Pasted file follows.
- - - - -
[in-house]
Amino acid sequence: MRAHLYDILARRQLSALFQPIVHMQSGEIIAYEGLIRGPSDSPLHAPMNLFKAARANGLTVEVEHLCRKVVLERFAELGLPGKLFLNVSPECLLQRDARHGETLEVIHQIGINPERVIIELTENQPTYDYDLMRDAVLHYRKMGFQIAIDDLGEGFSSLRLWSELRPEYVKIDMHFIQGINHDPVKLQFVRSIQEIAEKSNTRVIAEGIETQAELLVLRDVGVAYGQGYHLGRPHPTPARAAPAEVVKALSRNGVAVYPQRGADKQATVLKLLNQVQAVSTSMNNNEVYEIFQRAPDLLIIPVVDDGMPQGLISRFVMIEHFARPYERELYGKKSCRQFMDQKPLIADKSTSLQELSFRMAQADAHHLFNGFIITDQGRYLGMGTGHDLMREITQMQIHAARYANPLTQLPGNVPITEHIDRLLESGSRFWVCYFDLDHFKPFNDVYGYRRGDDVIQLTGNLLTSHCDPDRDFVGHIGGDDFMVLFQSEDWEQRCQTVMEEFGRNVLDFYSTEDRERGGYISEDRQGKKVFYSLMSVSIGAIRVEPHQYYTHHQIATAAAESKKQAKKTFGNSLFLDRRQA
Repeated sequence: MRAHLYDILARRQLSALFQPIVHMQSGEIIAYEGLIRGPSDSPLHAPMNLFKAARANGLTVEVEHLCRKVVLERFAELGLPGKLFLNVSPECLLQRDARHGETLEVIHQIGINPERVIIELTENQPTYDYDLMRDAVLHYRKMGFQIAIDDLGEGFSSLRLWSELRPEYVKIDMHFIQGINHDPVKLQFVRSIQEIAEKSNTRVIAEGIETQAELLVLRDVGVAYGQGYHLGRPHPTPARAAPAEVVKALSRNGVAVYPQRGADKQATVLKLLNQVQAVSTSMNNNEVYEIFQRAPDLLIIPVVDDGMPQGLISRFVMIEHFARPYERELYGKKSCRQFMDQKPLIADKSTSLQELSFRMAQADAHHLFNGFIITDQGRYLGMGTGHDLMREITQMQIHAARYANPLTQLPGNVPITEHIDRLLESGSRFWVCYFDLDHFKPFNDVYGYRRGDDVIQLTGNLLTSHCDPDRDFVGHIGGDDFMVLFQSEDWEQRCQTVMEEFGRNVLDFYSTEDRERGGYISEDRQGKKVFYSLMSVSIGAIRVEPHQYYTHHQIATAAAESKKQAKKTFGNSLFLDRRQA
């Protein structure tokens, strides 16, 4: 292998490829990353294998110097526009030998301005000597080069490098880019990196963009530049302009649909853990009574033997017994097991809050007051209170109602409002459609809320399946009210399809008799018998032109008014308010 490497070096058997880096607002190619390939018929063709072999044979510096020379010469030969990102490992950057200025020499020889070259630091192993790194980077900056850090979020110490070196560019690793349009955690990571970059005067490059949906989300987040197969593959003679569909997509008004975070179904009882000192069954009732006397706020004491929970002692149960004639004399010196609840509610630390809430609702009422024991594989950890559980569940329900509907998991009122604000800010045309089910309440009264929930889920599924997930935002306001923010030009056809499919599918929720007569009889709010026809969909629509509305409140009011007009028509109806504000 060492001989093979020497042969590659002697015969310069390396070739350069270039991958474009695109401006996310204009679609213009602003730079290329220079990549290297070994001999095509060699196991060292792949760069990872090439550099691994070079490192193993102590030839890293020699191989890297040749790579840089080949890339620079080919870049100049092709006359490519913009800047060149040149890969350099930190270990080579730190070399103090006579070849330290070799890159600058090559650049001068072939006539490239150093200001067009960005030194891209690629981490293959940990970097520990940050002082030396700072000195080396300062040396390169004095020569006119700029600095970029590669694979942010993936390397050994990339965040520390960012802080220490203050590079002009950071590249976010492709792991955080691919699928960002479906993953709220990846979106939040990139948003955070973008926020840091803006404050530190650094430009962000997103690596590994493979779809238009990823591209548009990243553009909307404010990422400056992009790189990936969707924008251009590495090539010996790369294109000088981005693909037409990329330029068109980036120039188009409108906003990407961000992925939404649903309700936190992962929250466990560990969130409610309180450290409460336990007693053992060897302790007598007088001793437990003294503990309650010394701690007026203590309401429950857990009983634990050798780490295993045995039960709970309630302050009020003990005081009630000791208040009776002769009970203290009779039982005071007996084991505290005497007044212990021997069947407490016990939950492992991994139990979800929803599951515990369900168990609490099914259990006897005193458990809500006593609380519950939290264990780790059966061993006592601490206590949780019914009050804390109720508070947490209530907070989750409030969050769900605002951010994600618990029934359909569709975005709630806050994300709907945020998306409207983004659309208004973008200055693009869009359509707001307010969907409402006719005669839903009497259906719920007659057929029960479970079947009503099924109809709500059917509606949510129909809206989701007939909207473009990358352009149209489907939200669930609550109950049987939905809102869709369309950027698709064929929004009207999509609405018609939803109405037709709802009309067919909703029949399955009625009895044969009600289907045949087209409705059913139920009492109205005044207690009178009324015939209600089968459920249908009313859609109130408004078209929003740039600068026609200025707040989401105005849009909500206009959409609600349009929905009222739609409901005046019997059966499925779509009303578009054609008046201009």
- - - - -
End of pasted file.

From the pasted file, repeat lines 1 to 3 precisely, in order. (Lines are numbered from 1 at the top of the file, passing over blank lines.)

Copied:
[in-house]
Amino acid sequence: MRAHLYDILARRQLSALFQPIVHMQSGEIIAYEGLIRGPSDSPLHAPMNLFKAARANGLTVEVEHLCRKVVLERFAELGLPGKLFLNVSPECLLQRDARHGETLEVIHQIGINPERVIIELTENQPTYDYDLMRDAVLHYRKMGFQIAIDDLGEGFSSLRLWSELRPEYVKIDMHFIQGINHDPVKLQFVRSIQEIAEKSNTRVIAEGIETQAELLVLRDVGVAYGQGYHLGRPHPTPARAAPAEVVKALSRNGVAVYPQRGADKQATVLKLLNQVQAVSTSMNNNEVYEIFQRAPDLLIIPVVDDGMPQGLISRFVMIEHFARPYERELYGKKSCRQFMDQKPLIADKSTSLQELSFRMAQADAHHLFNGFIITDQGRYLGMGTGHDLMREITQMQIHAARYANPLTQLPGNVPITEHIDRLLESGSRFWVCYFDLDHFKPFNDVYGYRRGDDVIQLTGNLLTSHCDPDRDFVGHIGGDDFMVLFQSEDWEQRCQTVMEEFGRNVLDFYSTEDRERGGYISEDRQGKKVFYSLMSVSIGAIRVEPHQYYTHHQIATAAAESKKQAKKTFGNSLFLDRRQA
Repeated sequence: MRAHLYDILARRQLSALFQPIVHMQSGEIIAYEGLIRGPSDSPLHAPMNLFKAARANGLTVEVEHLCRKVVLERFAELGLPGKLFLNVSPECLLQRDARHGETLEVIHQIGINPERVIIELTENQPTYDYDLMRDAVLHYRKMGFQIAIDDLGEGFSSLRLWSELRPEYVKIDMHFIQGINHDPVKLQFVRSIQEIAEKSNTRVIAEGIETQAELLVLRDVGVAYGQGYHLGRPHPTPARAAPAEVVKALSRNGVAVYPQRGADKQATVLKLLNQVQAVSTSMNNNEVYEIFQRAPDLLIIPVVDDGMPQGLISRFVMIEHFARPYERELYGKKSCRQFMDQKPLIADKSTSLQELSFRMAQADAHHLFNGFIITDQGRYLGMGTGHDLMREITQMQIHAARYANPLTQLPGNVPITEHIDRLLESGSRFWVCYFDLDHFKPFNDVYGYRRGDDVIQLTGNLLTSHCDPDRDFVGHIGGDDFMVLFQSEDWEQRCQTVMEEFGRNVLDFYSTEDRERGGYISEDRQGKKVFYSLMSVSIGAIRVEPHQYYTHHQIATAAAESKKQAKKTFGNSLFLDRRQA